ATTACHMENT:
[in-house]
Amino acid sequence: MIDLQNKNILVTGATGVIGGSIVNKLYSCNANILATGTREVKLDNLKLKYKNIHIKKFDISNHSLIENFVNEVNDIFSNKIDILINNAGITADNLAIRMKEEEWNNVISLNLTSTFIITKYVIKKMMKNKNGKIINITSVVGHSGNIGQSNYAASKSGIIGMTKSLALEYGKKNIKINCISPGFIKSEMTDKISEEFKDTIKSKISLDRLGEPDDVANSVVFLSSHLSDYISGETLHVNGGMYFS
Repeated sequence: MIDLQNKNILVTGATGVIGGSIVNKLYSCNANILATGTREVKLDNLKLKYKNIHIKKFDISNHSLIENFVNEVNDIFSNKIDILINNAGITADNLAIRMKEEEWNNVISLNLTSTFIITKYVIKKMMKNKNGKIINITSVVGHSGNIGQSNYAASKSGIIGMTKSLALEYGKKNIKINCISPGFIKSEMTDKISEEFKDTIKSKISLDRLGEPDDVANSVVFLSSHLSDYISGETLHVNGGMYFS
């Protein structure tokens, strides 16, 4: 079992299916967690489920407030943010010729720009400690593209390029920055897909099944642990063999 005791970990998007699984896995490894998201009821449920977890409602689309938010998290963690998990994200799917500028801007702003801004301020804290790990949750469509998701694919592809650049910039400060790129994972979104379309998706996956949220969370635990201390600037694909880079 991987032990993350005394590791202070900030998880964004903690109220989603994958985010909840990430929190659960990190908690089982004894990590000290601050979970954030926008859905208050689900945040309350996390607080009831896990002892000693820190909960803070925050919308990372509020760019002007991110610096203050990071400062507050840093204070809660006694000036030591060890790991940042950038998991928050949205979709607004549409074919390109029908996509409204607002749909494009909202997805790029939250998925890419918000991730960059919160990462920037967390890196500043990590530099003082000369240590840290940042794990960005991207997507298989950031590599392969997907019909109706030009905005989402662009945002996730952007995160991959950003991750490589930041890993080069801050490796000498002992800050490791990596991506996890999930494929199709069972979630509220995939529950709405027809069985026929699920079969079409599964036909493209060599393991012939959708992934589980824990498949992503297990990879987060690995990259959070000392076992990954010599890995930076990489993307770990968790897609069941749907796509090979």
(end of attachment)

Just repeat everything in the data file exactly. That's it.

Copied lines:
[in-house]
Amino acid sequence: MIDLQNKNILVTGATGVIGGSIVNKLYSCNANILATGTREVKLDNLKLKYKNIHIKKFDISNHSLIENFVNEVNDIFSNKIDILINNAGITADNLAIRMKEEEWNNVISLNLTSTFIITKYVIKKMMKNKNGKIINITSVVGHSGNIGQSNYAASKSGIIGMTKSLALEYGKKNIKINCISPGFIKSEMTDKISEEFKDTIKSKISLDRLGEPDDVANSVVFLSSHLSDYISGETLHVNGGMYFS
Repeated sequence: MIDLQNKNILVTGATGVIGGSIVNKLYSCNANILATGTREVKLDNLKLKYKNIHIKKFDISNHSLIENFVNEVNDIFSNKIDILINNAGITADNLAIRMKEEEWNNVISLNLTSTFIITKYVIKKMMKNKNGKIINITSVVGHSGNIGQSNYAASKSGIIGMTKSLALEYGKKNIKINCISPGFIKSEMTDKISEEFKDTIKSKISLDRLGEPDDVANSVVFLSSHLSDYISGETLHVNGGMYFS
């Protein structure tokens, strides 16, 4: 079992299916967690489920407030943010010729720009400690593209390029920055897909099944642990063999 005791970990998007699984896995490894998201009821449920977890409602689309938010998290963690998990994200799917500028801007702003801004301020804290790990949750469509998701694919592809650049910039400060790129994972979104379309998706996956949220969370635990201390600037694909880079 991987032990993350005394590791202070900030998880964004903690109220989603994958985010909840990430929190659960990190908690089982004894990590000290601050979970954030926008859905208050689900945040309350996390607080009831896990002892000693820190909960803070925050919308990372509020760019002007991110610096203050990071400062507050840093204070809660006694000036030591060890790991940042950038998991928050949205979709607004549409074919390109029908996509409204607002749909494009909202997805790029939250998925890419918000991730960059919160990462920037967390890196500043990590530099003082000369240590840290940042794990960005991207997507298989950031590599392969997907019909109706030009905005989402662009945002996730952007995160991959950003991750490589930041890993080069801050490796000498002992800050490791990596991506996890999930494929199709069972979630509220995939529950709405027809069985026929699920079969079409599964036909493209060599393991012939959708992934589980824990498949992503297990990879987060690995990259959070000392076992990954010599890995930076990489993307770990968790897609069941749907796509090979």